1. R. Hoffmann and G. S. Mintz, “Coronary in-stent restenosis—predictors, treatment and prevention,” European Heart Journal, vol. 21, no. 21, pp. 1739–1749, 2000. View at: Publisher Site | Google Scholar
  2. M. S. Lee and G. Banka, “In-stent Restenosis,” Interventional Cardiology Clinic, vol. 5, no. 2, pp. 211–220, 2016. View at: Publisher Site | Google Scholar
  3. D. G. Kokkinidis, S. W. Waldo, and E. J. Armstrong, “Treatment of coronary artery in-stent restenosis,” Expert Review of Cardiovascular Therapy, vol. 15, no. 3, pp. 191–202, 2017. View at: Publisher Site | Google Scholar
  4. J. Ni, G. Chen, Z. Shen et al., “Pharmacokinetics of intravenous arsenic trioxide in the treatment of acute promyelocytic leukemia,” Chinese Medical Journal, vol. 111, no. 12, pp. 1107–1110, 1998. View at: Google Scholar
  5. Y.-H. Kang, M.-J. Yi, M.-J. Kim et al., “Caspase-Independent cell death by arsenic trioxide in human cervical cancer Cells,” Cancer research, vol. 64, no. 24, pp. 8960–8967, 2004. View at: Publisher Site | Google Scholar
  6. M. Hoonjan, V. Jadhav, and P. Bhatt, “Arsenic trioxide: insights into its evolution to an anticancer agent,” Journal of Biological Inorganic Chemistry, vol. 23, no. 3, pp. 313–329, 2018. View at: Publisher Site | Google Scholar
  7. Z. Diaz, M. Colombo, K. K. Mann et al., “Trolox selectively enhances arsenic-mediated oxidative stress and apoptosis in APL and other malignant cell lines,” Blood, vol. 105, no. 3, pp. 1237–1245, 2005. View at: Publisher Site | Google Scholar
  8. Z. Yang, M. Yang, and J. Peng, “Evaluation of arsenic trioxide-loaded albumin nanoparticles as carriers: preparation and antitumor efficacy,” Drug development and industrial pharmacy, vol. 34, no. 8, pp. 834–839, 2008. View at: Publisher Site | Google Scholar
  9. K. Ward, J. G. C. Cortés, and D. Stuckey, “Alginate as a support ligand for enhanced colloidal liquid aphron immobilization of proteins and drug delivery,” Biotechnology and Bioengineering, vol. 116, no. 12, pp. 3168–3178, 2019. View at: Publisher Site | Google Scholar
  10. D. N. Kapoor, A. Bhatia, R. Kaur, R. Sharma, G. Kaur, and S. Dhawan, “PLGA: a unique polymer for drug delivery,” Therapeutic delivery, vol. 6, no. 1, pp. 41–58, 2015. View at: Publisher Site | Google Scholar
  11. G. Amasya, U. Badilli, B. Aksu, and N. Tarimci, “Quality by design case study 1: design of 5-fluorouracil loaded lipid nanoparticles by the W/O/W double emulsion solvent evaporation method,” European Journal of Pharmaceutical Sciences, vol. 10, pp. 92–102, 2016. View at: Google Scholar
  12. T. K. Giri, C. Choudhary, A. Alexander, H. Badwaik, and D. K. Tripathi, “Prospects of pharmaceuticals and biopharmaceuticals loaded microparticles prepared by double emulsion technique for controlled delivery,” Saudi Pharmaceutical Journal, vol. 21, no. 2, pp. 125–141, 2013. View at: Publisher Site | Google Scholar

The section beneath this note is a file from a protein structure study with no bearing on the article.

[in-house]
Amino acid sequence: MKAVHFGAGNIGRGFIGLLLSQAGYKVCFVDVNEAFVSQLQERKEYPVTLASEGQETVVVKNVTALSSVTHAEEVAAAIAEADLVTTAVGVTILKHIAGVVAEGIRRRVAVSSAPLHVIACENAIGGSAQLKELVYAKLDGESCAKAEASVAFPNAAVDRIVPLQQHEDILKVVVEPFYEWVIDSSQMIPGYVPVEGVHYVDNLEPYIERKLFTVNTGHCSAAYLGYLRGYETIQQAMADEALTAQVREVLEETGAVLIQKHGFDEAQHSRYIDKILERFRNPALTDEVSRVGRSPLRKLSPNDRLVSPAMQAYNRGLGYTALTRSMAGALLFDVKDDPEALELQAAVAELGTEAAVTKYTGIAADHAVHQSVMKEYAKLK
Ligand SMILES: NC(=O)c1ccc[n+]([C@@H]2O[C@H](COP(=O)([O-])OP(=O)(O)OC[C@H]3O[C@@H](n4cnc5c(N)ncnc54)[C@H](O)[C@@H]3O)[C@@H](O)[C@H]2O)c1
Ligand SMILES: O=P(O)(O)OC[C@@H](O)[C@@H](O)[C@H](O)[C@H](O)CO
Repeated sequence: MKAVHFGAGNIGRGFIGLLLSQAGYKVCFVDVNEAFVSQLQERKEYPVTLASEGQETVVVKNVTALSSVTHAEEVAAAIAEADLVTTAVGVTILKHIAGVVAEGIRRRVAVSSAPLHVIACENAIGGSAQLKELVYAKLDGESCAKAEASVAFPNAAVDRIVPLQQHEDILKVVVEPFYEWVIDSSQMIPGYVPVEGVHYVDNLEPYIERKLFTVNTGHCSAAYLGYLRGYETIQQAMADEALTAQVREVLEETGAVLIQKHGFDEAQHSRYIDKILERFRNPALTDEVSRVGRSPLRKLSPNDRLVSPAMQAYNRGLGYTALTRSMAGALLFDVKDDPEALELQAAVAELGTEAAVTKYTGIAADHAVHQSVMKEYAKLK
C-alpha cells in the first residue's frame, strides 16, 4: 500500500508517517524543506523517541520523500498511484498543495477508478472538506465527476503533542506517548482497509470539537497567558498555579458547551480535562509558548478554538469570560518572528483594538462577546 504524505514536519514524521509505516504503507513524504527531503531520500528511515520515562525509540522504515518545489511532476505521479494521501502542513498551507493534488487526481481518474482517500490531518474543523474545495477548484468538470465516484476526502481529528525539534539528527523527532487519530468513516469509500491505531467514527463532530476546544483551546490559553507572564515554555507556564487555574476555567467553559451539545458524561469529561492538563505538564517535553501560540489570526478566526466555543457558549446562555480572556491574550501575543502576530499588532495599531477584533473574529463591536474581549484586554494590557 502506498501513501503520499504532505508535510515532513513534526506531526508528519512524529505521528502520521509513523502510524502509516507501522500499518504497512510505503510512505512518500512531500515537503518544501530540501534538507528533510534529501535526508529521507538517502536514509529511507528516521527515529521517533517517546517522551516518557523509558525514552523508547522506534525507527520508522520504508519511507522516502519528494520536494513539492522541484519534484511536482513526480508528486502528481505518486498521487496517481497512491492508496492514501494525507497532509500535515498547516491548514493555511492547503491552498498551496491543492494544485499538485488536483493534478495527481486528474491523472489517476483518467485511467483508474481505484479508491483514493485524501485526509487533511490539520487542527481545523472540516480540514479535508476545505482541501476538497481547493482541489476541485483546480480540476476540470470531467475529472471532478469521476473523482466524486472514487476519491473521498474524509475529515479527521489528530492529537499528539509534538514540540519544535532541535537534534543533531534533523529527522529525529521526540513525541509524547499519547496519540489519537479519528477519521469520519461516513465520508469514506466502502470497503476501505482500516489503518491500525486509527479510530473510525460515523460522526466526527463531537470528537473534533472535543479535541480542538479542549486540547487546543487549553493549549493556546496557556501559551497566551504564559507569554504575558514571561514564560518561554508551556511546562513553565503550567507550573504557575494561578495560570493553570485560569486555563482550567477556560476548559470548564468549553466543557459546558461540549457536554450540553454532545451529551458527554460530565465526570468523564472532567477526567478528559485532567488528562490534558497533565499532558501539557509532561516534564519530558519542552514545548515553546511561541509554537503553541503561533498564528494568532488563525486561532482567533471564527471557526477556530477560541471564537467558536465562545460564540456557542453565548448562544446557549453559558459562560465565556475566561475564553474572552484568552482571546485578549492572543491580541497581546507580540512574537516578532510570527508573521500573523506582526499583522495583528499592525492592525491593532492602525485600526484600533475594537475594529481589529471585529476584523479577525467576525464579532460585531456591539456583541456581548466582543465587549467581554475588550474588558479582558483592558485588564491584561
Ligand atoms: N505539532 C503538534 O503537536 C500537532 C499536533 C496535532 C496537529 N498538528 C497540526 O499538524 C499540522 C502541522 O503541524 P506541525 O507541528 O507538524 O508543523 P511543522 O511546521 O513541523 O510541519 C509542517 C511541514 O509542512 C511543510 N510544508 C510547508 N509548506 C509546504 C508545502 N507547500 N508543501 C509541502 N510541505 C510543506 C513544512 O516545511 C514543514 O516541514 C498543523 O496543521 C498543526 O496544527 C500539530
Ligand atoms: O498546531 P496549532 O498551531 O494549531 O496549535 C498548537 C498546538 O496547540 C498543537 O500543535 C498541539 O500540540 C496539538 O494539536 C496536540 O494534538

13. T. Mosmann, “Rapid colorimetric assay for cellular growth and survival: application to proliferation and cytotoxicity assays,” Journal of lmmunological Methods, vol. 65, no. 1-2, pp. 55–63, 1983. View at: Publisher Site | Google Scholar
  14. M. F. Brancati, F. Burzotta, C. Trani, O. Leonzi, C. Cuccia, and F. Crea, “Coronary stents and vascular response to implantation: literature review,” Pragmatic and observational research, vol. 13, no. 8, pp. 137–148, 2017. View at: Google Scholar
  15. H. Chen, X. Zheng, Y. Chen, M. Li, K. Liu, and X. Li, “Influence of copper nanoparticles on the physical-chemical properties of activated sludge,” PLoS One, vol. 9, no. 3, 2014. View at: Google Scholar
  16. J. Zhang, H. Tang, Z. Liu, and B. Chen, “Effects of major parameters of nanoparticles on their physical and chemical properties and recent application of nanodrug delivery system in targeted chemotherapy,” International Journal of Nanomedicine, vol. Volume 12, pp. 8483–8493, 2017. View at: Publisher Site | Google Scholar
  17. C. J. Larsen, “The BCL2 gene, prototype of a gene family that controls programmed cell death (apoptosis),” Annals Genetic, vol. 37, no. 3, pp. 121–134, 1994. View at: Google Scholar
  18. Y. Zhang, X. Yang, X. Ge, and F. Zhang, “Puerarin attenuates neurological deficits via Bcl-2/Bax/cleaved caspase-3 and Sirt3/SOD2 apoptotic pathways in subarachnoid hemorrhage mice,” Biomed Pharmacother, vol. 109, pp. 726–733, 2019. View at: Publisher Site | Google Scholar
  19. C. Yao, X. Cao, Z. Fu et al., “Boschniakia rossica polysaccharide triggers laryngeal carcinoma cell apoptosis by regulating expression of Bcl-2, Caspase-3, and P53,” Medical science monitor, vol. 29, no. 23, pp. 2059–2064, 2017. View at: Google Scholar
  20. H. Huang, “Matrix metalloproteinase-9 (MMP-9) as a cancer biomarker and MMP-9 biosensors: recent advances,” Sensors, vol. 18, no. 10, p. 3249, 2018. View at: Publisher Site | Google Scholar
  21. A. Hrabia, D. Wolak, and M. Kwaśniewska, “Expression of gelatinases (MMP-2 and MMP-9) and tissue inhibitors of metalloproteinases (TIMP-2 and TIMP-3) in the chicken ovary in relation to follicle development and atresia,” Theriogenology, vol. 125, pp. 268–276, 2019. View at: Publisher Site | Google Scholar
  22. P. Wang, L. D. Zhang, M. C. Sun, W. D. Gu, and H. Z. Geng, “Over-expression of mir-124 inhibits MMP-9 expression and decreases invasion of renal cell carcinoma cells,” European review for medical and pharmacological sciences, vol. 22, no. 19, pp. 6308–6314, 2018. View at: Publisher Site | Google Scholar

Copyright © 2021 Susu Zhao et al. This is an open access article distributed under the Creative Commons Attribution License, which permits unrestricted use, distribution, and reproduction in any medium, provided the original work is properly cited.

Related articles

No related content is available yet for this article.
 PDF Download Citation Citation
 Download other formatsMore
 Order printed copiesOrder

Related articles

No related content is available yet for this article.

Article of the Year Award: Outstanding research contributions of 2021, as selected by our Chief Editors. Read the winning articles.